12 April 2022

Pourquoi Paris?

It must have been an impressive lunch for several newly appointed Dutch ministers. The grandeur of the Elysée, the official residence of the French president, the president himself sitting at the table surrounded by five French ministers – that is what we call the real deal of Europe. In March, Prime Minister Rutte took five ministers with him to the French-Dutch work lunch. The menu remained a mystery, but it tasted probably better than a cheese sandwich at the Ministry in The Hague.

It was a small, but meaningful sign within the bigger picture. Until now, the Dutch cabinet only had this kind of summits with German and Italian colleagues. That we could now join the French – a joint initiative of President Macron and Prime Minister Rutte – shows a growing connection between France and the Netherlands. Especially since the panels within Europe had been moving after the Brexit.

Why did Hague open an office in Paris? It is a question I often get. What would you do there? There is a plethora of biases when it comes to France – it is desribed as an impenetrable country, inhabited by smug people, where it is impossible to do business and that is being ruled by a political system dominated with the household of the Elysée. Not too long ago, a deputy prime minister shared a sober line of thought that fully expresses Dutch sentiment towards the French: “France is a beautiful country, but such a shame that French people are living in it”. On the other hand, French have not been kind either. One of France’s greatest writers, Voltaire, called the Netherlands the land of canaux, candards et canaille. (Canals, ducks and scoundrels).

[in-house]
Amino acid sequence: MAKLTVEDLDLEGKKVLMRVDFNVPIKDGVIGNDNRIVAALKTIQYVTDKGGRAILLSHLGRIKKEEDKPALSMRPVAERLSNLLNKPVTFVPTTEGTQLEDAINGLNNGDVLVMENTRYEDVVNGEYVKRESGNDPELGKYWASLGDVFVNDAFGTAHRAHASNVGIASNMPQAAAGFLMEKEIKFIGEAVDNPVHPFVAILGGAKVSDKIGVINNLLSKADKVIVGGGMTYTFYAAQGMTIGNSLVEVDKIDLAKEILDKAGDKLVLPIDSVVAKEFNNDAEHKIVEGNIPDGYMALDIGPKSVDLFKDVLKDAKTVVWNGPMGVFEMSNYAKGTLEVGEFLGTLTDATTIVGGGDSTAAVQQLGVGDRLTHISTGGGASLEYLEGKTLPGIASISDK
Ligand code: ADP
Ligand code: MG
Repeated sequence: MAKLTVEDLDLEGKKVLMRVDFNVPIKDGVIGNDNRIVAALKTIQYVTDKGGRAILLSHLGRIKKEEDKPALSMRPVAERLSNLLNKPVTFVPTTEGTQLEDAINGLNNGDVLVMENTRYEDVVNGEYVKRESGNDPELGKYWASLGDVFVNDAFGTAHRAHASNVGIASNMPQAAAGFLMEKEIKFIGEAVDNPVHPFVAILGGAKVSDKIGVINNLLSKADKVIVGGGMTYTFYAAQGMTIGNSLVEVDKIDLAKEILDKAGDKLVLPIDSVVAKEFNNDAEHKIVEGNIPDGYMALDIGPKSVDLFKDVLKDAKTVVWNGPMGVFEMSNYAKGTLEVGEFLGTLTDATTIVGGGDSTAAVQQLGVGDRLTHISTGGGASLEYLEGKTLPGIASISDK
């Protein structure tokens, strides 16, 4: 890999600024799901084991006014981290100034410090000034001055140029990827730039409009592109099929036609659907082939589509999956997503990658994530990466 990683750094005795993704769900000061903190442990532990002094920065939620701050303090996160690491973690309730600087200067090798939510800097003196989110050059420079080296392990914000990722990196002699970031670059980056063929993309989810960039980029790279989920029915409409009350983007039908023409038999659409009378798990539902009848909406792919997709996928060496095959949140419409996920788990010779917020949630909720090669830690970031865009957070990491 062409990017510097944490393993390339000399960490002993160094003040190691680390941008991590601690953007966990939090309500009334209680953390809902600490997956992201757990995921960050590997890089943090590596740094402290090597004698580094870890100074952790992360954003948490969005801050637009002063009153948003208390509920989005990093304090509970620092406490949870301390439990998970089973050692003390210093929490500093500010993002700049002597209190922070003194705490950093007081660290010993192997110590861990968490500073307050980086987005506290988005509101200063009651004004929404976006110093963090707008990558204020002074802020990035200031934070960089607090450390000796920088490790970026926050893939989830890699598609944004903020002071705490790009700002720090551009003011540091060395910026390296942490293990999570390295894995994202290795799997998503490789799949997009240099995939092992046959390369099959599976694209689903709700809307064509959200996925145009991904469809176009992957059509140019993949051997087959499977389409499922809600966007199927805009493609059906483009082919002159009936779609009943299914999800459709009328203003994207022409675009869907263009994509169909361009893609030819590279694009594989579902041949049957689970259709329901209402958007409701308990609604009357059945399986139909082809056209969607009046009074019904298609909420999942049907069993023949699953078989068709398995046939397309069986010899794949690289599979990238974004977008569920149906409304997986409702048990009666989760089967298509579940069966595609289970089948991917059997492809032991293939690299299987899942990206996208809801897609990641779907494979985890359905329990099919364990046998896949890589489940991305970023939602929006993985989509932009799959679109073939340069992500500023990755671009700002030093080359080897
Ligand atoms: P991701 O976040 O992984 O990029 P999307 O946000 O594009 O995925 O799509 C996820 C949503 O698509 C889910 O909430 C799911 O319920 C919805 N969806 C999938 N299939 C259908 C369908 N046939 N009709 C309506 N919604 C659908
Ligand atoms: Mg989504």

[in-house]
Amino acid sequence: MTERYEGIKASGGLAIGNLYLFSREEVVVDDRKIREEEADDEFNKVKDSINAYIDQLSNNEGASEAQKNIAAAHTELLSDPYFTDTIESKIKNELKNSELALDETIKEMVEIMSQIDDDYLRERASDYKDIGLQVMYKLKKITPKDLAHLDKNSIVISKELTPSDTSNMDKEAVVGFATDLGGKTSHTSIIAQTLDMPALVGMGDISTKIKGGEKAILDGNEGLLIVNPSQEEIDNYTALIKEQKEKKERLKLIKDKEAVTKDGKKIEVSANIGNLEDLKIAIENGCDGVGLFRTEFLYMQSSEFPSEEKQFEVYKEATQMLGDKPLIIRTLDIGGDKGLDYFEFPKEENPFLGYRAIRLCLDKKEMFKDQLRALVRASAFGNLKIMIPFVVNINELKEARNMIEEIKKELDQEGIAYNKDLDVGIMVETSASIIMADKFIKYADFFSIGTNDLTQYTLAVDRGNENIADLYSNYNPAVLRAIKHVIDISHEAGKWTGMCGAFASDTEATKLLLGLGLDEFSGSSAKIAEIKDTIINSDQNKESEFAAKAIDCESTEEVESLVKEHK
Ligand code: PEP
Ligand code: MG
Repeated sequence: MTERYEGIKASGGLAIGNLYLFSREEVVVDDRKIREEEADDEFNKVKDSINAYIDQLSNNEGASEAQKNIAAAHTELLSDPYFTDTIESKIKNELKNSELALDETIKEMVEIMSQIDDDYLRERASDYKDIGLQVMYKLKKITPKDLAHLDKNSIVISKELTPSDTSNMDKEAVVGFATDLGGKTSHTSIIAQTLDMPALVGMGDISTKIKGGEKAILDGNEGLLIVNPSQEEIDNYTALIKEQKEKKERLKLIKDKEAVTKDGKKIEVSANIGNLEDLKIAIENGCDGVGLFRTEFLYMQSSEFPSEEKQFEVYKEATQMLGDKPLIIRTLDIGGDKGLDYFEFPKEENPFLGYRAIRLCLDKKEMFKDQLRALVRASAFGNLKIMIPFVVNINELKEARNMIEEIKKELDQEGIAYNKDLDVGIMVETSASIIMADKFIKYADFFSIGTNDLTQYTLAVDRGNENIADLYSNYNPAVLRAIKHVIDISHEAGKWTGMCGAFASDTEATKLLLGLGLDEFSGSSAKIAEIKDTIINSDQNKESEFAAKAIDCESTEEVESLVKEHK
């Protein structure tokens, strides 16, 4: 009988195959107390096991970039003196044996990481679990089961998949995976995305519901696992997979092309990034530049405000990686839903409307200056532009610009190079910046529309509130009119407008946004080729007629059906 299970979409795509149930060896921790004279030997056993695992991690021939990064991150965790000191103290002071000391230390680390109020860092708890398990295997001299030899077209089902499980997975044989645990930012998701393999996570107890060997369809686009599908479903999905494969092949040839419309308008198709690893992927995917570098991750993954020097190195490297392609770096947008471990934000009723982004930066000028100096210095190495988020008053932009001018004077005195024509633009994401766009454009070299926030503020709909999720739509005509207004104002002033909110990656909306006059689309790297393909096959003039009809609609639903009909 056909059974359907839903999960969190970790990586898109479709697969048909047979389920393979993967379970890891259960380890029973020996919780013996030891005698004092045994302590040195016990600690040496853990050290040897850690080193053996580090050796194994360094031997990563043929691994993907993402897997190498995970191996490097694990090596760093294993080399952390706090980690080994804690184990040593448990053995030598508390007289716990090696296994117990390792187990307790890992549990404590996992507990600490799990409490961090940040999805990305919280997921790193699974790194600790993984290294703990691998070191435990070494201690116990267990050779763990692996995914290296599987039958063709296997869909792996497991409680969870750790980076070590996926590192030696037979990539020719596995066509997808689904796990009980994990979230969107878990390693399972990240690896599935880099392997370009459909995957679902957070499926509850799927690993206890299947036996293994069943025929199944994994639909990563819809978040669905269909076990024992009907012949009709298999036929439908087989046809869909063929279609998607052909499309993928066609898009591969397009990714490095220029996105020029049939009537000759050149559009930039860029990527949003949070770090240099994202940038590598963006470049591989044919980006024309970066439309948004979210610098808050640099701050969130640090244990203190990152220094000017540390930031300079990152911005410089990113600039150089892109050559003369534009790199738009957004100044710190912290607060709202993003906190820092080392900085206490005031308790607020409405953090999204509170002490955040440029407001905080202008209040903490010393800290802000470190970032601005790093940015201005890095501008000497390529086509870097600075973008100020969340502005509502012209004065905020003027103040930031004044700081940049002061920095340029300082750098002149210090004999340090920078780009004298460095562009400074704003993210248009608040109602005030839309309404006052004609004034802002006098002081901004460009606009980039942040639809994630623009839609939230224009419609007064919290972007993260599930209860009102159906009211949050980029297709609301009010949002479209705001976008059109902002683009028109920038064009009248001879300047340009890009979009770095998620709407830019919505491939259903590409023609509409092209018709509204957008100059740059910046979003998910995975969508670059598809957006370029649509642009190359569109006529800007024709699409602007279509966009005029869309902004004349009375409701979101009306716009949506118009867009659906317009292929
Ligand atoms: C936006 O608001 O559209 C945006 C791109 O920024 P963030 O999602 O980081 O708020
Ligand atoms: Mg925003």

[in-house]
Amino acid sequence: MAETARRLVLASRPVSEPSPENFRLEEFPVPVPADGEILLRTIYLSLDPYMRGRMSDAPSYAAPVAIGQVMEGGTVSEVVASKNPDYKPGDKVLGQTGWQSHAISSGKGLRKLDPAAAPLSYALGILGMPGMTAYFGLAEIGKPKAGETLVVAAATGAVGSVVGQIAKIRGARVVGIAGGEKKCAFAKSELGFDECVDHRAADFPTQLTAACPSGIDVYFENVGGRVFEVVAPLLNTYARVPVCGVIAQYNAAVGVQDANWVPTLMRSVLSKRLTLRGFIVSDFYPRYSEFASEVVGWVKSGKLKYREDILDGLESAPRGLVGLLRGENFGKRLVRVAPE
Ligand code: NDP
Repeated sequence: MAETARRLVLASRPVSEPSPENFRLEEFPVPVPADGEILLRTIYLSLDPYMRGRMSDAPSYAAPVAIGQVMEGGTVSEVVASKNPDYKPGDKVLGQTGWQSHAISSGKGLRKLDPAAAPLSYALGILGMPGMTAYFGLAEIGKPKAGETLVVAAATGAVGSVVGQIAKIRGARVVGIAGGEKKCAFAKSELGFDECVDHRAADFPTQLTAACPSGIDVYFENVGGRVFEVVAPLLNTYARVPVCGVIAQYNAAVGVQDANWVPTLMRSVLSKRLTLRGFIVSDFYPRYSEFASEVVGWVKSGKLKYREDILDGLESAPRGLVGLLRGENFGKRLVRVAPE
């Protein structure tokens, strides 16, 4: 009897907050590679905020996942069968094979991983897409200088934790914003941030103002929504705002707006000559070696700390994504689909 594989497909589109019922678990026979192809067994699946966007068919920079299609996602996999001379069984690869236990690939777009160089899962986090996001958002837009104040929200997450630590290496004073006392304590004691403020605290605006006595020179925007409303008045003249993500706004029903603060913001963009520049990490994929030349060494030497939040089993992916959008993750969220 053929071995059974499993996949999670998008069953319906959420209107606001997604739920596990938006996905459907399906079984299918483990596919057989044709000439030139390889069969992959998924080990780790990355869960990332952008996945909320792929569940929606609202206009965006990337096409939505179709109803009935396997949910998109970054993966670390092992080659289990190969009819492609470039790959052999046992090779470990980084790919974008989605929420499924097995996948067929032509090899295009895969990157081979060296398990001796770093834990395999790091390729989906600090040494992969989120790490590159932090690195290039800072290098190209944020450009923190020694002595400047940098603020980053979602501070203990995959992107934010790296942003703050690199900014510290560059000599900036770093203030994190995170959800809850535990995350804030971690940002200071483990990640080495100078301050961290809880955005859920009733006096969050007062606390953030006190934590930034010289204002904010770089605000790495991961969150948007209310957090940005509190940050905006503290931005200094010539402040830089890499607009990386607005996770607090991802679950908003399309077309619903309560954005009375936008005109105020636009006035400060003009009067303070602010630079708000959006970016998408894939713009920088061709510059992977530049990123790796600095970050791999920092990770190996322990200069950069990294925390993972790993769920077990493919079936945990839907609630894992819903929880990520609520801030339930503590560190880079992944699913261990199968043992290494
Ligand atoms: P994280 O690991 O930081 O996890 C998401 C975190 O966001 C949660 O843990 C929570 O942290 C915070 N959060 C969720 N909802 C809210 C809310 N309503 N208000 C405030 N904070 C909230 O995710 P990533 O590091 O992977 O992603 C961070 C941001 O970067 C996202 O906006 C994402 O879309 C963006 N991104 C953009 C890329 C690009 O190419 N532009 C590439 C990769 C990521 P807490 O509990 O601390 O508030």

Sandrine Lauret, Ed Kronenburg, Marion Banide and Stéphane Abrial.

That time is gone now. Now that our natural ally Great Britain has left the EU, the Netherlands needs to find new friends. Rutte was looking for support by other small countries in the informal Hanseatic coalition with Ireland, Finland, and the Baltic countries. Eventually, also the Netherlands needs to acknowledge that Europe revolves around the French-German axis. And since the departure of Chancellor Merkel, president Macron has been the driving force. As a small country, we better stick to them.

Dutch businesses are also increasingly finding their way to France, one of our largest trading partners. Whether it relates to high tech, agriculture, defense, or energy – the cooperation with the French offers many opportunities for the Netherlands. Rather in fact, we need a bridge that connects the two very different cultures. Our local office in France aims to be that bridge, with expertise and experience of two French women and senior advisors, Sandrine Lauret and Marion Banide, the former Dutch ambassador in Paris, Ed Kronenburg and the former general of the French Air Force Stéphane Abrial, who all know the French politics and civil services inside out. The first Dutch companies have found their way to Paris via Hague, and I expect many will follow.

Voilá pourquoi.

Peter ter Horst

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12 April 2022
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